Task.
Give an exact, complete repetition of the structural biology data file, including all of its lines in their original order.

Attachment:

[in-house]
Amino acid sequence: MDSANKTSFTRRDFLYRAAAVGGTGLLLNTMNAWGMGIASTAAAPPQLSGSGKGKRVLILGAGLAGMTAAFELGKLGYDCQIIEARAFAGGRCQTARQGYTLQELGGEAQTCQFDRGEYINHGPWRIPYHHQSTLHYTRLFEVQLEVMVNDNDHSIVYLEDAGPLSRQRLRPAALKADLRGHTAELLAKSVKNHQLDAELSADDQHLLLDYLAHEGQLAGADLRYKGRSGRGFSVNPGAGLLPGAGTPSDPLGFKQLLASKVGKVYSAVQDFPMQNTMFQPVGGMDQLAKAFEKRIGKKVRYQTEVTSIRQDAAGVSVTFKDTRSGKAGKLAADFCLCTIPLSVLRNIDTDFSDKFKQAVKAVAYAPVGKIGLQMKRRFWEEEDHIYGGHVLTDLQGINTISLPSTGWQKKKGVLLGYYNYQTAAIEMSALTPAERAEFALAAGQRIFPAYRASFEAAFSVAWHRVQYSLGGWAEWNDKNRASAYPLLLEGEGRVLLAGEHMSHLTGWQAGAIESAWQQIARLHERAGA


[in-house]
Amino acid sequence: MDSANKTSFTRRDFLYRAAAVGGTGLLLNTMNAWGMGIASTAAAPPQLSGSGKGKRVLILGAGLAGMTAAFELGKLGYDCQIIEARAFAGGRCQTARQGYTLQELGGEAQTCQFDRGEYINHGPWRIPYHHQSTLHYTRLFEVQLEVMVNDNDHSIVYLEDAGPLSRQRLRPAALKADLRGHTAELLAKSVKNHQLDAELSADDQHLLLDYLAHEGQLAGADLRYKGRSGRGFSVNPGAGLLPGAGTPSDPLGFKQLLASKVGKVYSAVQDFPMQNTMFQPVGGMDQLAKAFEKRIGKKVRYQTEVTSIRQDAAGVSVTFKDTRSGKAGKLAADFCLCTIPLSVLRNIDTDFSDKFKQAVKAVAYAPVGKIGLQMKRRFWEEEDHIYGGHVLTDLQGINTISLPSTGWQKKKGVLLGYYNYQTAAIEMSALTPAERAEFALAAGQRIFPAYRASFEAAFSVAWHRVQYSLGGWAEWNDKNRASAYPLLLEGEGRVLLAGEHMSHLTGWQAGAIESAWQQIARLHERAGA